--
    Peter
    PeterN, Aug 26, 2012
    #16
  17. SMS

    PeterN Guest

    On 8/25/2012 6:08 PM, Alan Browne wrote:
    > On 2012-08-25 16:16 , nospam wrote:
    >> In article <>, Alan Browne
    >> <> wrote:
    >>
    >>>>>>> 3. How did you determine what most people do?
    >>>>>>
    >>>>>> industry studies. almost nobody buys spare batteries. many companies
    >>>>>> are moving to internal batteries, including samsung, dell and
    >>>>>> motorola.
    >>>>>> it isn't just apple.
    >>>>>
    >>>>> As I've pointed out to you in the past, while people may not get spare
    >>>>> batteries (I do for my camera) that the other purpose for easily
    >>>>> accessed and replaceable batteries is for the day the battery is no
    >>>>> longer taking on a charge to a useful level. It is an easily
    >>>>> serviced-by-the owner part that can be ordered online and delivered to
    >>>>> the users house.
    >>>>
    >>>> and as i've pointed out to you in the past, the useful life of the
    >>>> battery is longer than the useful life of the device. chances are very
    >>>> high they'll replace the entire device before the battery fails, but
    >>>> for those who keep their devices longer, they can order a replacement
    >>>> kit, or just have it done somewhere. needing to do that once in 5 years
    >>>> is very minor.
    >>>
    >>> Horsecrap (as I've replied to your horseshit in the past).

    >>
    >> horsecrap right back.
    >>
    >>> I had to
    >>> replace the battery in my prior phone twice over several years. I
    >>> expect no different from my iPhone.

    >>
    >> *you* might have needed to replace it, but most people don't. they
    >> replace the phone every 2-3 years, some even sooner.

    >
    > Funny how ever little accessory store still carry batteries for a wide
    > range of cell phones. Never mind internet sellers. Per you there isn't
    > any market for that sort of thing.
    >


    Funny how he talks about "most people" when the issue is "most serious
    photographers/"

    --
    Peter
    PeterN, Aug 26, 2012
    #17
  18. SMS

    nospam Guest

    In article <>, Alan Browne
    <> wrote:

    > >> I had to
    > >> replace the battery in my prior phone twice over several years. I
    > >> expect no different from my iPhone.

    > >
    > > *you* might have needed to replace it, but most people don't. they
    > > replace the phone every 2-3 years, some even sooner.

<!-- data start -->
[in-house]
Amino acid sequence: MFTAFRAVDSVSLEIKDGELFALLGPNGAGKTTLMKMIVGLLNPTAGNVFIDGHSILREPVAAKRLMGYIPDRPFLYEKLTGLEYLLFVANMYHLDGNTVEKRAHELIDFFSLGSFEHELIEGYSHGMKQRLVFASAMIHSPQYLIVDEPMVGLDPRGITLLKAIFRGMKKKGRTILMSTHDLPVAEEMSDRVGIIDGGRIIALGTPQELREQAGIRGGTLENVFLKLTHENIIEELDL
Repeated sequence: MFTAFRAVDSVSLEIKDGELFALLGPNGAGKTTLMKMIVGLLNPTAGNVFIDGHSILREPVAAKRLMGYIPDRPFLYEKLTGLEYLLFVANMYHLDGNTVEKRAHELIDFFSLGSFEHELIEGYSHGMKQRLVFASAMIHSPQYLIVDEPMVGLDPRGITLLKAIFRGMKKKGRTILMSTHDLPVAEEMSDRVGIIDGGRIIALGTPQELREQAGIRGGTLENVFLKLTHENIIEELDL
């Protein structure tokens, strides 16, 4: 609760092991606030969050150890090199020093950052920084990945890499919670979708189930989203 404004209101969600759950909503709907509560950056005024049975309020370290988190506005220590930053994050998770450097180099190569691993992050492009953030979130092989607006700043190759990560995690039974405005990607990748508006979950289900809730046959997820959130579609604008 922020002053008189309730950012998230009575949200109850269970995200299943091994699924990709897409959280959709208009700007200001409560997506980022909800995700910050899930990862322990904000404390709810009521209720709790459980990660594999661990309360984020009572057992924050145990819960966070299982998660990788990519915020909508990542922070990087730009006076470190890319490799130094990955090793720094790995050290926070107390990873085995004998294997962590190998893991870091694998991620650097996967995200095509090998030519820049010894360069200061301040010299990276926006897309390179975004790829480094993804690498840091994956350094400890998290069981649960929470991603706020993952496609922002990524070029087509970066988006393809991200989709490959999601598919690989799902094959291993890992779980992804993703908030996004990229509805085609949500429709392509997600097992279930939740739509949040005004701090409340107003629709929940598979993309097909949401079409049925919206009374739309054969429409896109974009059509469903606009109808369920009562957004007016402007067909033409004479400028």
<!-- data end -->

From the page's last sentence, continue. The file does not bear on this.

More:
>
    > Funny how ever little accessory store still carry batteries for a wide
    > range of cell phones. Never mind internet sellers. Per you there isn't
    > any market for that sort of thing.


    how many they actually sell is what matters.

    there are over a billion phones. just how many batteries do you think
    get sold?
    nospam, Aug 26, 2012
    #18
  19. SMS

    Dudley Hanks Guest

    I haven't owned an apple product since my old IIgs, and I don't see any
    purchases from there blind-unfriendly product line, any time soon.

    Take Care,
    Dudley




    SDF Public Access UNIX System - http://sdf.org
    Dudley Hanks, Aug 26, 2012
    #19
  20. SMS

    nospam Guest

    In article <k1bu3q$mor$-eu.org>, Dudley Hanks
    <> wrote:

    > I haven't owned an apple product since my old IIgs, and I don't see any
    > purchases from there blind-unfriendly product line, any time soon.


    say what???????

    apple products are *very* blind friendly, one the most blind friendly
    of any computing platform.

    for visually impaired, macs have voice over which can read the titles
    of buttons, controls and windows, as well as the contents in a window
    or whatever is under the cursor. the synthesized voice is extremely
    high quality, not a robotic sounding voice that's difficult to
    understand. macs also support over 40 braille displays.

    the cursor size can also be increased to really huge sizes. the display
    contrast can be increased and/or it can be set to reverse video. one
    can zoom into any portion of the display and pan around.

    for hearing impaired, a mac will flash the screen instead of make
    sounds and for those with limited hand mobility, they can control the
    mouse with the keyboard as well as use sticky keys so two handed
    operations can be done with one hand.

    ios devices have similar assistive technologies, including reading
    buttons and controls as well as what is under your finger as you touch
    various parts of the display. zooming is also supported, as is larger
    default text sizes.

    it's probably the *best* choice for visually impaired people.
    nospam, Aug 26, 2012
    #20